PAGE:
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Many house cleaners to choose from

June 02, 2013|By ARNOLD S. PLATOU | arnoldp@herald-mail.com

Nationwide, there’s “somewhere between 10,000 and 15,000 businesses that call themselves residential cleaning companies, whether they have one employee or 50 employees,” according to Ernie Hartong, executive director of the Association of Residential Cleaning Services International.

The organization, possibly the only one of its kind in the United States, is based in Columbus, Ohio, and has about 600 member companies. Each has from one to 50 employees.

Launched 10 years ago, the association provides businesses with the latest information on such topics as “how to clean all the exotic surfaces people have in their homes right now,” Hartong said. “It’s not as easy as a simple mop and a bucket.”

In the Tri-State area, there seem to be dozens of such businesses, according to The Herald-Mail’s review of telephone and business directories, and a search online.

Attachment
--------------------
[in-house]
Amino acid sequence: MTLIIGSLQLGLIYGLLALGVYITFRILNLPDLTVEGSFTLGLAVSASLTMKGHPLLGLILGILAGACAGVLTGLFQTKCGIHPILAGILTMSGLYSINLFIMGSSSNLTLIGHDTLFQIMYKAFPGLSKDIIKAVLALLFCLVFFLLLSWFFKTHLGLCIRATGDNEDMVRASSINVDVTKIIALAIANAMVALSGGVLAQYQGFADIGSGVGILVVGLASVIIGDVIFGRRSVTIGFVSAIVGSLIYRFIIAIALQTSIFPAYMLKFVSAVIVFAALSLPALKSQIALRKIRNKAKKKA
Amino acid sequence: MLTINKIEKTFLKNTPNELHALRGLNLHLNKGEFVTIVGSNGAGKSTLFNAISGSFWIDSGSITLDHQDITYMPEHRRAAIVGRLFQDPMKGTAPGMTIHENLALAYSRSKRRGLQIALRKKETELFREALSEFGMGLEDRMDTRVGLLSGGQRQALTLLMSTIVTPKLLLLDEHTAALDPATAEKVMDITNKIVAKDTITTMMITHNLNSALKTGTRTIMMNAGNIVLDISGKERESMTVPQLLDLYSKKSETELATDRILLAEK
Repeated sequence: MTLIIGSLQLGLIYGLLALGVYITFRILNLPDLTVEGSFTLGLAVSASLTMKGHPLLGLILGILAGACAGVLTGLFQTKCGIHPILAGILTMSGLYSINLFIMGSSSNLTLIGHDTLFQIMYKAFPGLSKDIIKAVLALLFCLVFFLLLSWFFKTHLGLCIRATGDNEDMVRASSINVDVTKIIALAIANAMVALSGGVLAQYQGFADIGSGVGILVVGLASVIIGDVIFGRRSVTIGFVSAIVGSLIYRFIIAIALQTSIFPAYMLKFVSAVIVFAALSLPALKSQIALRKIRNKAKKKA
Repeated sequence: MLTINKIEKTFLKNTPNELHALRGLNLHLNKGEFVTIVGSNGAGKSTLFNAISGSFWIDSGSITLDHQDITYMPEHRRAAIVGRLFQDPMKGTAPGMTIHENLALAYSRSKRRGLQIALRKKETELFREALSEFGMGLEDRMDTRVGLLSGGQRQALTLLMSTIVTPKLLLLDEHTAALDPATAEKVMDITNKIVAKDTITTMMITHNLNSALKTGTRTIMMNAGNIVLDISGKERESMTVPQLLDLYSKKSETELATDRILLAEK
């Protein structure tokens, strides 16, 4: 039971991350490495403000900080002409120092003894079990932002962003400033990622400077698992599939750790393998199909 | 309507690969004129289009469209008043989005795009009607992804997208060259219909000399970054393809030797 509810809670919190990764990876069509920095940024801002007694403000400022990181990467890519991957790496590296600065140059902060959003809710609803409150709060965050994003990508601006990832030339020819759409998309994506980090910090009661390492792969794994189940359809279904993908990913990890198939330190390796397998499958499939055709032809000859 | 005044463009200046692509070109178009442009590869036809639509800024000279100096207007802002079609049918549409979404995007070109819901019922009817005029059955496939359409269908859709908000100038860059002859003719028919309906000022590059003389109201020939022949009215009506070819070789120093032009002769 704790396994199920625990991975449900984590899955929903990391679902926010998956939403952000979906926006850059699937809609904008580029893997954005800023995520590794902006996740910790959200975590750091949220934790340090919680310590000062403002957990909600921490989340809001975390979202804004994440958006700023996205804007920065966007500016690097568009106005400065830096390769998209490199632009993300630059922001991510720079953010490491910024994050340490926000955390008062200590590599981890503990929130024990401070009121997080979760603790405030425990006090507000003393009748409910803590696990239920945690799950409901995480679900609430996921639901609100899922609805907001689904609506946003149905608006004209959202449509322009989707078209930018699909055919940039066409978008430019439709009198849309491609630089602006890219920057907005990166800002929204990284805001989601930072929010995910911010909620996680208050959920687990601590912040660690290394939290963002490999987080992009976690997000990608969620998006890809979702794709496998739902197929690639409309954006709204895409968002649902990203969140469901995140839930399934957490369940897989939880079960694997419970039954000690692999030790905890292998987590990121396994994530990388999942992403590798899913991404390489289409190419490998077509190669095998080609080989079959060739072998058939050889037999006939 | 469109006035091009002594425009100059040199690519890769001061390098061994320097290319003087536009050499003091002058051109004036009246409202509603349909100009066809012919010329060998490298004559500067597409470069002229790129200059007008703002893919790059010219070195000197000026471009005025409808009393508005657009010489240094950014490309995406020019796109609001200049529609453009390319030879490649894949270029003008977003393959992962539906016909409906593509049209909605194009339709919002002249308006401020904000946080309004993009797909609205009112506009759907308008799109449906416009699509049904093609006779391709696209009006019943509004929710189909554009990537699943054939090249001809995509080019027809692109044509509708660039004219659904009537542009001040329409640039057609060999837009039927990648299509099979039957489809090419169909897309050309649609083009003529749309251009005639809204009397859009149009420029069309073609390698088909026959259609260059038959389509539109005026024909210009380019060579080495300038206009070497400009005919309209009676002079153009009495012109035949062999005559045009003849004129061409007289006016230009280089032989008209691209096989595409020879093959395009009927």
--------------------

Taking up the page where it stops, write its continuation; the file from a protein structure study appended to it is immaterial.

But it’s not clear whether all of them still are in operation. Of the 13 called by the newspaper, six either didn’t answer the phone, didn’t have an answering machine that took messages or didn’t return a reporter’s message. One other declined to comment for this story.

Most of the six business owners interviewed talked about the effects of the recession.

Some had clients who cut back on how frequently their homes — or how many rooms — were to be cleaned. Some talked of having to clean houses where there had been foreclosures or short sales.

Regardless of the economy, “there’s a fair amount of churn” in the home-cleaning industry as businesses start up and fold, Hartong said.

“They think it’s easy and once they get into it, it’s not,” he said.

During the recession, the industry seems to have been hit the hardest from 2008 to 2009, he said. By now, “most are back to or exceeding those 2009 numbers,” he said.

Through good times and bad, the public’s biggest mistake in hiring people to clean homes is failing to choose carefully to minimize risk, Hartong said.

“The most misunderstood thing is that the consumer thinks they can save money by paying someone under the table who may not have insurance,” he said. Or the consumer might be choosing a business that “may not have done background checks on their employees,” he said.

“It’s an industry that’s certainly built on trust, obviously, in access to the consumer’s home and (where), literally, a lot of times that the consumer is not home,” he said.

Hiring a cleaner

For tips about how to hire a cleaning person and answers to frequently asked questions, the Association of Cleaning Services International has created an online Q&A. To see it, go to www.arcsi.org/?page=Consumer_Questions.

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